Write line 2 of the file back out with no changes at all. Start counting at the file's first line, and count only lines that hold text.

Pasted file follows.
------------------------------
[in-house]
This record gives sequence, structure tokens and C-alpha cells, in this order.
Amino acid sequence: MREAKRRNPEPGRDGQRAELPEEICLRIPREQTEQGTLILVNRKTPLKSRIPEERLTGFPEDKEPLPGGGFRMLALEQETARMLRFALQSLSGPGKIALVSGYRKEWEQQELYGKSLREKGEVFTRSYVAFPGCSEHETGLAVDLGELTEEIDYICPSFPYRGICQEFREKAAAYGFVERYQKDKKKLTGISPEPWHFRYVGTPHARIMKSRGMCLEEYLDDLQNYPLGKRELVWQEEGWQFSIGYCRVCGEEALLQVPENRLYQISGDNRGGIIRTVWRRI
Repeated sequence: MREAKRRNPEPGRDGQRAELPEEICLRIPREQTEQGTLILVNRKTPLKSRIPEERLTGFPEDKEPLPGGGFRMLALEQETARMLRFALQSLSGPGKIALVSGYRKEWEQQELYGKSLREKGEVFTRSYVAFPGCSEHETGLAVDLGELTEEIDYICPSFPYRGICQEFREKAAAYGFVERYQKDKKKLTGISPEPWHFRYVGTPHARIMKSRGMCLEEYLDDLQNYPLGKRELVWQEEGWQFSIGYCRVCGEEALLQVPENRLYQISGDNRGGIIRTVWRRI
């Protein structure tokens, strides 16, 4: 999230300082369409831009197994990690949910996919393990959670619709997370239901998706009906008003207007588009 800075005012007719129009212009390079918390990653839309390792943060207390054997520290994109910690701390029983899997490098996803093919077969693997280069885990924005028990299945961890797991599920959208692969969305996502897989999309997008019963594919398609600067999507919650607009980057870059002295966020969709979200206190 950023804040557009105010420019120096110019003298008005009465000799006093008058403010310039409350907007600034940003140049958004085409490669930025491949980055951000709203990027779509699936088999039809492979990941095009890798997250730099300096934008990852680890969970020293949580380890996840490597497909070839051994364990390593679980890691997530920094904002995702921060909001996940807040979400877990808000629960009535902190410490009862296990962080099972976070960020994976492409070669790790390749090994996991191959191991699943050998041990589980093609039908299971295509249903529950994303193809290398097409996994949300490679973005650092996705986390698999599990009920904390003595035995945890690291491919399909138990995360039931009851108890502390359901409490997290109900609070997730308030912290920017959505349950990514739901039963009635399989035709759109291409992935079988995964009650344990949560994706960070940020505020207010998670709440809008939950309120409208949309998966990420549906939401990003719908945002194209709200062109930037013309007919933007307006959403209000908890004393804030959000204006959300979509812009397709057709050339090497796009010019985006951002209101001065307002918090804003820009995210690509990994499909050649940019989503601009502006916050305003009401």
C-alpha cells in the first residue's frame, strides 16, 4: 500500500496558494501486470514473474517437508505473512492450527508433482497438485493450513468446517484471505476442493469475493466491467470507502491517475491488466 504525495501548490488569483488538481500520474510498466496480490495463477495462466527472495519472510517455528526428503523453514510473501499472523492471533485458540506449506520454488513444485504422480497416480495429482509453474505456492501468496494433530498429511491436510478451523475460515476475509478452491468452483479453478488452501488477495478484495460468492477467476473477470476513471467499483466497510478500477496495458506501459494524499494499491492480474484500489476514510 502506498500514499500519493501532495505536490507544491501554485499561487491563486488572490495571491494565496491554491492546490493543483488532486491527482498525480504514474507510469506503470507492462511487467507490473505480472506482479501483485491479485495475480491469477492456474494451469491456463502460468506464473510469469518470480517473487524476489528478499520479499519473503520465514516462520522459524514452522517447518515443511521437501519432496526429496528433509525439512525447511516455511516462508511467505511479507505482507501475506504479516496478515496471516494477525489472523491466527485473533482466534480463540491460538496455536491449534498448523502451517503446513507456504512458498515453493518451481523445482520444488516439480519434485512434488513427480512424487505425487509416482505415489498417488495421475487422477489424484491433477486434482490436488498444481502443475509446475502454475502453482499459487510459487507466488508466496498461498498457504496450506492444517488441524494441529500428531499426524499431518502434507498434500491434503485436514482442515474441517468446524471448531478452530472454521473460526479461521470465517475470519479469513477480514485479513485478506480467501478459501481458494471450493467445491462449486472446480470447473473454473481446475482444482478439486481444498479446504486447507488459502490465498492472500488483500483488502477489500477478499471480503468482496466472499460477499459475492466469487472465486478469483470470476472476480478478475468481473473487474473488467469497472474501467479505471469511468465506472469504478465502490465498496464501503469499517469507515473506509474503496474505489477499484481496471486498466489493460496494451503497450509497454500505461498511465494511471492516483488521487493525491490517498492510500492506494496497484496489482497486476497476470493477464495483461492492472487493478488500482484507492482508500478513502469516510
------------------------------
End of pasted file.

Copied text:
This record gives sequence, structure tokens and C-alpha cells, in this order.